All the men’s main work of working the land, sowing, harvesting, and construction work could only be done in the spring and summer, so during the long winter evenings, the men – like the children spent a lot of time learning the Doukhobor psalms. This was done not only in their own homes. They also gathered in groups in neighbour’s homes. They not only read the psalms, but also in groups, sang them. On Sundays there were large gatherings for prayer meetings. At these prayer meetings everyone participated by each reading a psalm. The Doukhobors never had any special person for leading prayer services. Each and everyone participated with the reading and with the singing. That is why the children were taught from a very young age. It was always expected that each person would read a different psalm. And so if a group of one hundred gathered, the elders would be obliged to know just about that many psalms. The Doukhobors read their psalms, their prayers to God, not with the intent of absolving themselves from sin, but they read them for their own enlightenment as to how they should lead their lives. Each and every psalm had some explanation about the living spirit of the teachings of Jesus Christ. This is why the Doukhobors referred to their collection of psalms as the “Living Book”.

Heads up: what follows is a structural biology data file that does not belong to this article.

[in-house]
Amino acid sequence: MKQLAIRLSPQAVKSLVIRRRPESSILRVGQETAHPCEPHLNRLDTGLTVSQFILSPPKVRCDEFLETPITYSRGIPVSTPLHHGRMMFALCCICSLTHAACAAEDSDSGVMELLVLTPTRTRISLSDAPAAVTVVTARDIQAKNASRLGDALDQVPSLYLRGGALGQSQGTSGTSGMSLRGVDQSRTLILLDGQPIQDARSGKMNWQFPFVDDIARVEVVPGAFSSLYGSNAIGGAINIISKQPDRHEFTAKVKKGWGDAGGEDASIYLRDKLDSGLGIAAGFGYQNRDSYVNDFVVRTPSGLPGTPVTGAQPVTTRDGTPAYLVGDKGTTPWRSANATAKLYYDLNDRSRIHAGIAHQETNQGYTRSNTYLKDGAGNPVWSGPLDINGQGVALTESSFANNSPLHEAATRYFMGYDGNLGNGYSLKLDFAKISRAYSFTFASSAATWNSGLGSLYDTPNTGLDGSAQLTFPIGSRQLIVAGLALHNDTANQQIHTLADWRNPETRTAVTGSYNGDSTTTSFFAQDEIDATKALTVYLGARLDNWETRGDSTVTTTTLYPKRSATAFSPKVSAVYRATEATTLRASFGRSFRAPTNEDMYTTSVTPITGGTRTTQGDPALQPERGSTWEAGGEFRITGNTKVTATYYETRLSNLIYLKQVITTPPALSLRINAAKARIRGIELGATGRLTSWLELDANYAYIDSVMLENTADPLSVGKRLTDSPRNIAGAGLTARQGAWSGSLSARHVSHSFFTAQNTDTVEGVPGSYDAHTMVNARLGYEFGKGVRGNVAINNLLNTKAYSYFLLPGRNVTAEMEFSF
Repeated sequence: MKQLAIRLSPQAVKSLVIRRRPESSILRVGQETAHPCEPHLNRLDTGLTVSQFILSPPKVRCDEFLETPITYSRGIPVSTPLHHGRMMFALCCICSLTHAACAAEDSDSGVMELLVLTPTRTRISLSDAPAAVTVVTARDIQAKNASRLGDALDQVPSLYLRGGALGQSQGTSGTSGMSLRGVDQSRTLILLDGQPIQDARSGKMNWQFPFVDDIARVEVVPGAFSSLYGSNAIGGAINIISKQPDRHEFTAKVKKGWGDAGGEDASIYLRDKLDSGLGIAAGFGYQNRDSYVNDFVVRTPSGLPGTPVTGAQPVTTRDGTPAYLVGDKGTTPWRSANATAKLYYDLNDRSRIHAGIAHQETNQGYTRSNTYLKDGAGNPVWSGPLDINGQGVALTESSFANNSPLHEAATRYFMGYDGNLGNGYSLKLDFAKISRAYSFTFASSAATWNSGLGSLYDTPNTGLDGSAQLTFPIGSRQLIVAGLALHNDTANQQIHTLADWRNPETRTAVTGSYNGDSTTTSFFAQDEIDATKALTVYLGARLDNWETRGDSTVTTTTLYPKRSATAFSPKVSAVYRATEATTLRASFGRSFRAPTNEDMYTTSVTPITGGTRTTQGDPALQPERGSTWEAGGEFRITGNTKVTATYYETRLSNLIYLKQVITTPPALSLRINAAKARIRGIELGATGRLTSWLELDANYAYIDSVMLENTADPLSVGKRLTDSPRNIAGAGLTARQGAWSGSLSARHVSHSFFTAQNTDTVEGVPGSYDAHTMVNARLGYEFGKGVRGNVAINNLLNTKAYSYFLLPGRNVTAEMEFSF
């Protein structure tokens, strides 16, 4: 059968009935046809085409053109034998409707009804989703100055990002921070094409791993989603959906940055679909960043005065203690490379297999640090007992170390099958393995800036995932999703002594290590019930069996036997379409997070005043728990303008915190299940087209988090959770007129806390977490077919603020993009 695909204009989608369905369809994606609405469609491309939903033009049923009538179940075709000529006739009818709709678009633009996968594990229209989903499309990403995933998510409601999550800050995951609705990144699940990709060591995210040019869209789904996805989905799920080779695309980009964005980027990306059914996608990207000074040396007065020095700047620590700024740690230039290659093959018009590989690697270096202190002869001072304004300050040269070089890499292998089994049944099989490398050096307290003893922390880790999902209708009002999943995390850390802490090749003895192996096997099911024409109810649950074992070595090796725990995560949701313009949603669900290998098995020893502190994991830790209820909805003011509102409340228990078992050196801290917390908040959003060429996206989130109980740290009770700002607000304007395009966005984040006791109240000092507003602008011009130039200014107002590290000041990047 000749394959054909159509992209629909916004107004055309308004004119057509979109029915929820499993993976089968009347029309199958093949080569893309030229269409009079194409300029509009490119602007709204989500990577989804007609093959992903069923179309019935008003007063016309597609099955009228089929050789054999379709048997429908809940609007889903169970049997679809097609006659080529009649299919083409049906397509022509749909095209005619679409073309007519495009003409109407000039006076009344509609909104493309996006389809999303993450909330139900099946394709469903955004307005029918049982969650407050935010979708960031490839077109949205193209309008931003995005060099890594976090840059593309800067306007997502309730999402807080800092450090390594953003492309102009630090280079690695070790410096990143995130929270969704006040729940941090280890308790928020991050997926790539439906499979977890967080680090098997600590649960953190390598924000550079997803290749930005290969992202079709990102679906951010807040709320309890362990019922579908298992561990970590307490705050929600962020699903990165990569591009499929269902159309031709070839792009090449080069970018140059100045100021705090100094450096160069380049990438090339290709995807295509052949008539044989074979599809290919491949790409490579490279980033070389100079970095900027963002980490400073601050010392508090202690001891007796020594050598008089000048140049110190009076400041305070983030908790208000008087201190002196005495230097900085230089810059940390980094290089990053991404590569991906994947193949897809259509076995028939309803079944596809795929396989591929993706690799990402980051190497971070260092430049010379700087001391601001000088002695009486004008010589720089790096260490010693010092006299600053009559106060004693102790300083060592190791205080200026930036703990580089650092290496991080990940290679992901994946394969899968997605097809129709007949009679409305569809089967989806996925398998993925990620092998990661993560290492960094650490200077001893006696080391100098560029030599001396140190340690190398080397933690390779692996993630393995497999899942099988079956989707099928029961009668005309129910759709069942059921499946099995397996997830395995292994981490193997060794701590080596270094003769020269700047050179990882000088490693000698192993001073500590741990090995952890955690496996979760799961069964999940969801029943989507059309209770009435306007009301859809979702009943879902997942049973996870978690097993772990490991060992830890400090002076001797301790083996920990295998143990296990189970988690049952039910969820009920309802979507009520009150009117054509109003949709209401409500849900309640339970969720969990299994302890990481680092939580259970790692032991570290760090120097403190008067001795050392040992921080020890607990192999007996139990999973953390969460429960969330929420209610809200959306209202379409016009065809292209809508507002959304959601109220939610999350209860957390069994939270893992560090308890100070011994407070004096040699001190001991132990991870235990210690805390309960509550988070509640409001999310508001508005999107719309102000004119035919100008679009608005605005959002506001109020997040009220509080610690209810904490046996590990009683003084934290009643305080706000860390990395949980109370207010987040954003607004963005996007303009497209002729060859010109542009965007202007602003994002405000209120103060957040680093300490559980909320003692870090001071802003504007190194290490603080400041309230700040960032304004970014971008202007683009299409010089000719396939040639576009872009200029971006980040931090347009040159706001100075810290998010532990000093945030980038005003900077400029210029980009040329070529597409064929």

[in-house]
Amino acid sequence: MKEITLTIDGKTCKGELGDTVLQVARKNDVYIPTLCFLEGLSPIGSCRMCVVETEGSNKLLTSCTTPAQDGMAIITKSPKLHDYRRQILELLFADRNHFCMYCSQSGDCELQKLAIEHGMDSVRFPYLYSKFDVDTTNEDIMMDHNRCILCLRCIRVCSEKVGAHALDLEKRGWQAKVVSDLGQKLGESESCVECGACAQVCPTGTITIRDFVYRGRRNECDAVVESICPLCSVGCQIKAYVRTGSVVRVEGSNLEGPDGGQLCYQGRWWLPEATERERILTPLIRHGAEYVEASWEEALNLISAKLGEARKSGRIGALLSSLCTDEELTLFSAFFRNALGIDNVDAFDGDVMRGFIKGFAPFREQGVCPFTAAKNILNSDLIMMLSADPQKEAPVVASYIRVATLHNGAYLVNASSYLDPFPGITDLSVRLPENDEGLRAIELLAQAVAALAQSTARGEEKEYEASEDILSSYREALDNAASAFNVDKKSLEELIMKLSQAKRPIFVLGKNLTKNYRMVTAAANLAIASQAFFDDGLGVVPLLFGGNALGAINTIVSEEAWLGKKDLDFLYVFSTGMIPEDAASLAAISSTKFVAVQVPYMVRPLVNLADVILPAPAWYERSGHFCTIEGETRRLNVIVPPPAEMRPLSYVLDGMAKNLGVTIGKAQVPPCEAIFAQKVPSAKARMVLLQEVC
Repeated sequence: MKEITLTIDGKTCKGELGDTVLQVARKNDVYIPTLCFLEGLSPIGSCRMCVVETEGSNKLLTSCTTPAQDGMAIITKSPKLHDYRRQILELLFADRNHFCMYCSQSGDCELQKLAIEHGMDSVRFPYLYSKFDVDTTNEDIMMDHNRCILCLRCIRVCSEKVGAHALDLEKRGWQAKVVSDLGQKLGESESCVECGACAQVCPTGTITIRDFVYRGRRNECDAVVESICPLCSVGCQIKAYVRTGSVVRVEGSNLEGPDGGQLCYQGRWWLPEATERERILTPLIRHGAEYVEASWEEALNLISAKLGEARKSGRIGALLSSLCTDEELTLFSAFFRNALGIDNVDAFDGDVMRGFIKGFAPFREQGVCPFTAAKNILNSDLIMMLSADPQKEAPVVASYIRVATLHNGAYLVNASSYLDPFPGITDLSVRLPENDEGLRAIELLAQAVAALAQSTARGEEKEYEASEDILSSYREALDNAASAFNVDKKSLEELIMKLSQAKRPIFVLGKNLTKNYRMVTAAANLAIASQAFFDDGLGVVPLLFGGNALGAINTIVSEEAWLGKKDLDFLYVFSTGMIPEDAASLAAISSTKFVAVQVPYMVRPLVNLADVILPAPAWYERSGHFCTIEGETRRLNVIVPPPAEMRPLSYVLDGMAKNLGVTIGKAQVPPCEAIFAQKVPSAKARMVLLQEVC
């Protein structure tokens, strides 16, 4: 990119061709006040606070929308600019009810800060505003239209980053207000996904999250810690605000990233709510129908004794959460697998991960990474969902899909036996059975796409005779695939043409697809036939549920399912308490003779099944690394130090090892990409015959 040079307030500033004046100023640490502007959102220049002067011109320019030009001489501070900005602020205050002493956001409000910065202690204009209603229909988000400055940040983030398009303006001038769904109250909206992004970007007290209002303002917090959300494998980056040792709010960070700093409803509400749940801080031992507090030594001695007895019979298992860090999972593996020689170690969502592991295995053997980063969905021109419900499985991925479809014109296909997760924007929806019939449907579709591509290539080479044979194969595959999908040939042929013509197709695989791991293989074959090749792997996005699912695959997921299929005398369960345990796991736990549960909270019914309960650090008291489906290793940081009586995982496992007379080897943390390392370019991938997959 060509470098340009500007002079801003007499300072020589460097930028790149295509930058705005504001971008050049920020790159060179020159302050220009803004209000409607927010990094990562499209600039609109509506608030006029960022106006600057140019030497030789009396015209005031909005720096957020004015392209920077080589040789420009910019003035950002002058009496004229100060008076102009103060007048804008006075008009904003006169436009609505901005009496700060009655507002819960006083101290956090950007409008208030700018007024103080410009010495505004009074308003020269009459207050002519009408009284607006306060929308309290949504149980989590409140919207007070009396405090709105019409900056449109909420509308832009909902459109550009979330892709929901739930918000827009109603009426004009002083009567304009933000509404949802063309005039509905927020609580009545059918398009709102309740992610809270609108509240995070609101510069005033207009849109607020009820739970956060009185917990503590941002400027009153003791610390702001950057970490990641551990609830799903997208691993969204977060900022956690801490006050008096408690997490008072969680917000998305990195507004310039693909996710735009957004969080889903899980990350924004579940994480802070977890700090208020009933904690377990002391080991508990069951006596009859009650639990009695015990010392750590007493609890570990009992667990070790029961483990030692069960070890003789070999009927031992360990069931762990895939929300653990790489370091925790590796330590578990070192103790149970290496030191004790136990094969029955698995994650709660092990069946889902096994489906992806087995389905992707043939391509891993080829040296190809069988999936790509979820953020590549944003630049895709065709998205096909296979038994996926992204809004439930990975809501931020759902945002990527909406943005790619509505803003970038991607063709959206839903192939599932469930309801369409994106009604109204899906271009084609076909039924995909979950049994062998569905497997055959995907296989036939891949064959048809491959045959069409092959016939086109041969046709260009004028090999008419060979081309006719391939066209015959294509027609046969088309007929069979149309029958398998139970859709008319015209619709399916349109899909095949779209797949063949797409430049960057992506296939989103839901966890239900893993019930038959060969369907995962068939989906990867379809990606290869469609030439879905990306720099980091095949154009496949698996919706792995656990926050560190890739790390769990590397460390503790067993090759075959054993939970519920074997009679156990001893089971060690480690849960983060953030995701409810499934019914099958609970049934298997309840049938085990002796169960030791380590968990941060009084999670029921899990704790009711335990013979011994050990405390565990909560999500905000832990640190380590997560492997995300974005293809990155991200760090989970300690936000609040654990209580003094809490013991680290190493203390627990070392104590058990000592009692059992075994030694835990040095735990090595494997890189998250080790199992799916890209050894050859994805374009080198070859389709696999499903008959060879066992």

When a person has within his memory many Doukhobor psalms, no matter where he is, or what his circumstances are, he always has with him the instructional words contained in the psalms. No one can take them away from him, and having them always within the innermost sanctions of his being for his guidance, no one can sidetrack him, or change his deep seated and deeply rooted faith. This then, was one of the main reasons that the Doukhobors were not so concerned about grammar schools or other forms of academic learning. Their first concern was to instruct their children with the “Living Book”, their religious and moral, ethical, instructional psalms. In addition to all this the Doukhobors believed that their spiritual psalms were their own unique and bona fide life-concepts that no outsider had tampered with. Keeping firmly to the concepts contained in their psalms, the Doukhobors could safely withstand any foreign or alien influences. Their feelings were that any outside grammar teaching could still contain influences that were alien to Doukhobor thought and would infringe on or tend to obscure pure and untainted Doukhobor teachings.